The Apollo and WNYC Announce The 16th Annual Dr. Martin Luther King, Jr. Day Celebration “MLK – Activism and the Arts”
WNYC and The Apollo will present WNYC’s 16th Annual Dr. Martin Luther King, Jr. Day celebration, “MLK – Activism and the Arts,” as part of the Apollo’s Uptown Hall series, on Sunday, January 9 at 3pm.
Returning as an in-person event, “MLK – Activism and the Arts” will this year be co-led by a roster of WNYC and WQXR hosts: Melissa Harris-Perry, host of WNYC Studios and PRX’s The Takeaway; WQXR host and author Terrance McKnight; Jami Floyd of WNYC’s Race and Justice Unit; Brian Lehrer, Host of WNYC’s Brian Lehrer Show; Alison Stewart, host of WNYC’s All of It; and Kai Wright, host of The United States of Anxiety. This year’s discussion will focus on how Dr. King leveraged the influence of artists in the civil rights movement and how that legacy of activism in the arts continues today. Focusing on the long-standing connection between activism and artistry, participants will discuss how the struggle for social justice affected icons from Nina Simone to John Legend and how they, in turn, helped drive the struggle for social justice.
“MLK - Activism and The Arts” will be broadcast on WNYC and PRX’s The Takeaway on the official Dr. Martin Luther King holiday Monday, January 17, 2022. The Takeaway airs weekdays at 9am on WNYC AM 820 and 3pm ET on WNYC 93.9 FM; check local listings for airtimes in other markets.
“I’m pleased to once again host WNYC’s annual MLK event — live at the historic Apollo theater — now as a full-time host at the station,” said Melissa Harris-Perry. “I'm particularly enthusiastic about our focus on the arts and activism. The generative creative energies that shaped the Civil Rights Movement of Dr. King's era continue to give life and bring meaning to the continuing struggle for racial justice. What venue is more appropriate to consider this undeniable power of the arts than the Apollo."
Trezana Beverly - First African-American actress to receive a Tony Award for "Best Featured Actress in a Play" (for the 1977 Broadway play For Colored Girls Who Have Considered Suicide / When the Rainbow Is Enuf)
Howard Bryant, Sports Journalist/Author of “Full Dissidence” and “The Heritage”
Najee Dorsey - Founder of Black Art in America (BAIA) and visual artist
Dr. Harry Edwards, Professor Emeritus of Sociology, UC-Berkeley focused on experiences of African-American athletes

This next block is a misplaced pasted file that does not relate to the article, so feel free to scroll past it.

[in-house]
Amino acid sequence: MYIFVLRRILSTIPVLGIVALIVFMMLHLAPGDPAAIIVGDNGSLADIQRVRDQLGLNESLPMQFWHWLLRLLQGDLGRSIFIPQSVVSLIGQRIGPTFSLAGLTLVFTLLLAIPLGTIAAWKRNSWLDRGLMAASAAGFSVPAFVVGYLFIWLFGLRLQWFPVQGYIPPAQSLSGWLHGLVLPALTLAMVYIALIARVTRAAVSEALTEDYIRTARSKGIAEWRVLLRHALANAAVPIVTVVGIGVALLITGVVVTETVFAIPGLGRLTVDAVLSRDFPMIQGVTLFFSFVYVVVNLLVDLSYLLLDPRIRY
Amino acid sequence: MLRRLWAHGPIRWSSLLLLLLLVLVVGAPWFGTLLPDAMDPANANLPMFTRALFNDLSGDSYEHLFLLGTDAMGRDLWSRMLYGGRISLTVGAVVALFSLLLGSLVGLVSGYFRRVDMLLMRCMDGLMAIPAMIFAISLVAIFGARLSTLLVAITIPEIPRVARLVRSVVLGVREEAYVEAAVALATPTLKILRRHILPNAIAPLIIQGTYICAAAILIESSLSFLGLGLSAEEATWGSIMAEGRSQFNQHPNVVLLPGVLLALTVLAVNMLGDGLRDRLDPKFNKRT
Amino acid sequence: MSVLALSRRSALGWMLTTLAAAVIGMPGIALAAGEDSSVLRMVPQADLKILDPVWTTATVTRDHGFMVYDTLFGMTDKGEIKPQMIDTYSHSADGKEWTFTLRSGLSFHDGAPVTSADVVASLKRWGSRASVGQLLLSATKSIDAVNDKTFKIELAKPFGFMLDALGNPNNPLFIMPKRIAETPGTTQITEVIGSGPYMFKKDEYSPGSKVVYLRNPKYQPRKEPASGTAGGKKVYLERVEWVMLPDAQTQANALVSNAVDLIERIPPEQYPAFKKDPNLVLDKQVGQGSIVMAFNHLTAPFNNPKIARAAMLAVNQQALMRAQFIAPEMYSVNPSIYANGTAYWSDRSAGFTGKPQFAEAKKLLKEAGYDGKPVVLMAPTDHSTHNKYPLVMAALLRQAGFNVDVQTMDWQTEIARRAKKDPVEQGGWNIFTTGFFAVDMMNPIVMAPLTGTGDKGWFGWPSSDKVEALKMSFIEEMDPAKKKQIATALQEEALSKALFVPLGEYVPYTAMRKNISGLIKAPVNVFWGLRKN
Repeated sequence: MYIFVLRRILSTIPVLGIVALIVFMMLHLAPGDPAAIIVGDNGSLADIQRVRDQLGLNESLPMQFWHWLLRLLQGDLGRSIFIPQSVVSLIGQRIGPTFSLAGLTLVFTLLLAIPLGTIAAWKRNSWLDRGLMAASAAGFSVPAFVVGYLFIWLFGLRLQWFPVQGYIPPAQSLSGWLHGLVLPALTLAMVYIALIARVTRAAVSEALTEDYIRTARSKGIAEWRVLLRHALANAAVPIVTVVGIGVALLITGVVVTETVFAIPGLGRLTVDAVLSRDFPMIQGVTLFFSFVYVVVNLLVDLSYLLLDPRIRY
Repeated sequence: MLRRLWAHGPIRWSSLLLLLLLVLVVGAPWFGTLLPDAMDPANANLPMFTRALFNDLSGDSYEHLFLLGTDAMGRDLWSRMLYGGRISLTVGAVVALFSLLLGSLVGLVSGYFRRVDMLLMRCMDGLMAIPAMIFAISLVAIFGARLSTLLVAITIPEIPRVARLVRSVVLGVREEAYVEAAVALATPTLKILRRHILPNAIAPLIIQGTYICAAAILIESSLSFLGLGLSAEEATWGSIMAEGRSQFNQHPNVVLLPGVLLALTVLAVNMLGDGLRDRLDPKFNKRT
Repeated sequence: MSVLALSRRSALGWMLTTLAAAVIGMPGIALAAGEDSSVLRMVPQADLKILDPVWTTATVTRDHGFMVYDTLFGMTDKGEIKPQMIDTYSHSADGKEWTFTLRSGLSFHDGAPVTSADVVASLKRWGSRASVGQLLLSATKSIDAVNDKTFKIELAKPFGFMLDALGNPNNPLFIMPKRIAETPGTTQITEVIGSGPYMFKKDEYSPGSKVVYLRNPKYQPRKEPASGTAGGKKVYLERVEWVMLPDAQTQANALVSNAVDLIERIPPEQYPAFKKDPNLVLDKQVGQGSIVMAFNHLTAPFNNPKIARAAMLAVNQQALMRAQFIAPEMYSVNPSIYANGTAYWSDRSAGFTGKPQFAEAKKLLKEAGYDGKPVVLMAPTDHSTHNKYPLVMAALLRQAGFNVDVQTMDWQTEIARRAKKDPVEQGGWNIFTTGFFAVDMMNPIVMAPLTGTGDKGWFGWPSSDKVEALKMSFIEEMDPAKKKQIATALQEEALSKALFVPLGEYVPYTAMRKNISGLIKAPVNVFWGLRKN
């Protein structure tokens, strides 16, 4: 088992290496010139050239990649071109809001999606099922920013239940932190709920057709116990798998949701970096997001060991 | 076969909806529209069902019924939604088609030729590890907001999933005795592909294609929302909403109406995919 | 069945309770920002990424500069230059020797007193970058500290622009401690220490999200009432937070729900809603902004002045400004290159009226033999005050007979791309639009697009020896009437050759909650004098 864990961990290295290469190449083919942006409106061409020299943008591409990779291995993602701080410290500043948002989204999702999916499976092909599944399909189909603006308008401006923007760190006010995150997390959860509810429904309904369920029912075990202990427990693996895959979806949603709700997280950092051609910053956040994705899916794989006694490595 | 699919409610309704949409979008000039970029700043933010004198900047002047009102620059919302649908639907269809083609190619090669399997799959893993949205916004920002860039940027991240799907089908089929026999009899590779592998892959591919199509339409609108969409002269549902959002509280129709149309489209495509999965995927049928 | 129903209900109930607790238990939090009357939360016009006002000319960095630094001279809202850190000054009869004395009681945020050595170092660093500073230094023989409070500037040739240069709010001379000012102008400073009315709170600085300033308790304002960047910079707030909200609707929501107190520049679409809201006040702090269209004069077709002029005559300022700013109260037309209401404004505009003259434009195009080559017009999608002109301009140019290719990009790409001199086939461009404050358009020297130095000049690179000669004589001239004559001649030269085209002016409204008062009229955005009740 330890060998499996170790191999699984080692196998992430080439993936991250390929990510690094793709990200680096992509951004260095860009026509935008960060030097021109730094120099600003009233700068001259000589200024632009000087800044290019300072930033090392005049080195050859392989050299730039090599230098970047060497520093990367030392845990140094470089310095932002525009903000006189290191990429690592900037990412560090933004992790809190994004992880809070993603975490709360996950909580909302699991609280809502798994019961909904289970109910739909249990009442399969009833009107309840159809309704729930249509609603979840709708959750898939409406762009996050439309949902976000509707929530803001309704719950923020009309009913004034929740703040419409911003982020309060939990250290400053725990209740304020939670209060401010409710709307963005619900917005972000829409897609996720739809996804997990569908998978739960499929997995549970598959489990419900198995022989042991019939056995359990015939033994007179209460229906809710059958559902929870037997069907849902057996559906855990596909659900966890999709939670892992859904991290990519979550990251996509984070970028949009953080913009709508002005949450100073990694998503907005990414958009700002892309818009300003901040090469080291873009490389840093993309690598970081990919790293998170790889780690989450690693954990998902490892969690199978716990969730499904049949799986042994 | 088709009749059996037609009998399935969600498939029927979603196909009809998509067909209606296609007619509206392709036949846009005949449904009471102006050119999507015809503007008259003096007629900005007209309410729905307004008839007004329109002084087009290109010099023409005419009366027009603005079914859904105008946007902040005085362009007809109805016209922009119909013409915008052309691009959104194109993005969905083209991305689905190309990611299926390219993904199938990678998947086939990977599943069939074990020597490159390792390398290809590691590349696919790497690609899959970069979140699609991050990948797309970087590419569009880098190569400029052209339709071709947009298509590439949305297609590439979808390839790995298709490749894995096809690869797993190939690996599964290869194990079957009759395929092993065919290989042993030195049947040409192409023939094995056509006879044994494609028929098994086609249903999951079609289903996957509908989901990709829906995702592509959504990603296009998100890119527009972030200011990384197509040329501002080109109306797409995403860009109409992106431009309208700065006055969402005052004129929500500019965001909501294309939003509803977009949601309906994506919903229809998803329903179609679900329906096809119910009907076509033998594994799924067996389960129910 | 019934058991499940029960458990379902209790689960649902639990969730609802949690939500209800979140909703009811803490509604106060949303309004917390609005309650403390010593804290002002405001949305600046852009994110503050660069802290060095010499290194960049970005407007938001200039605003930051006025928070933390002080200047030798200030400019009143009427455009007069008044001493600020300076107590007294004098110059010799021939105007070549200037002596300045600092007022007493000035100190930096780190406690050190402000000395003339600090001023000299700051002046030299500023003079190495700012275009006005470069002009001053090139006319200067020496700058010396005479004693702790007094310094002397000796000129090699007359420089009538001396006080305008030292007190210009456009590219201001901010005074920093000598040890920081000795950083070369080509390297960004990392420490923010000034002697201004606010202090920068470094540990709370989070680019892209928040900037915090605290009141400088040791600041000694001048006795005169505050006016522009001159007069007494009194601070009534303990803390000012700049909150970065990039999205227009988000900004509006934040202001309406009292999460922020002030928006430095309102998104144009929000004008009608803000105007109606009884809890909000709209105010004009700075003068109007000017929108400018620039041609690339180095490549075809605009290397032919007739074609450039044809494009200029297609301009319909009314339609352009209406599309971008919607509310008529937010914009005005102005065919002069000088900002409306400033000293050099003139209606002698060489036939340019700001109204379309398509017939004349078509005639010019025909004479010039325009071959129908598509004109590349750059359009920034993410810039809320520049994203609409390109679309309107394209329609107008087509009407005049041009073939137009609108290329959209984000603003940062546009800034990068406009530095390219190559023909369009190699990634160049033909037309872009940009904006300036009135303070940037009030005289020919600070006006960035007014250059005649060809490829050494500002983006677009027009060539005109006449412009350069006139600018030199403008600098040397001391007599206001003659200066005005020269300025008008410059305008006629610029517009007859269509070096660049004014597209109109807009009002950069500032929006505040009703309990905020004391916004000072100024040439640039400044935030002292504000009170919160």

Javier Gooden + JSWISS - Rappers
Jonathan McCrory - Director, National Black Theatre of Harlem
Garrett McQueen – Advocate for diversity in classical music
Bill Rhoden, award-winning sports columnist, New York Times and writer-at-large, The Undefeated
Rashad Robinson - President, Color Of Change
Reverend Al Sharpton - Host of MSNBCs “Politics Nation,” President of National Action Network, internationally renowned civil rights activist
Damion Thomas - Curator, Museum of Sports for Smithsonian National Museum of African American History & Culture
The Honorable Andrew Young - Former mayor of Atlanta, first black UN Ambassador, member of U.S. House of Representatives, activist during 1960’s civil rights movement; contributing a special video message
“MLK - Activism and the Arts” will also include artistic presentations and performances. Gregory Hopkins will direct The Gathering Quartet in a preview performance from Joel Thompson’s oratorio Seven Last Words of the Unarmed, a powerful, multi-movement choral work honoring black men killed by police or by authority figures; this performance is an excerpt from The Gathering: A Collective Sonic Ring Shout which will debut at the Apollo in May. The event will also feature a video presentation by classical music curator Garrett McQueen on the history of activism by Pan-African musicians. Rappers Javier Gooden and JSWISS will close out the program with an electrifying tribute to black trailblazers.
Advance tickets, available starting on January 3, 2022 via www.ApolloTheater.org, are free and required for entry.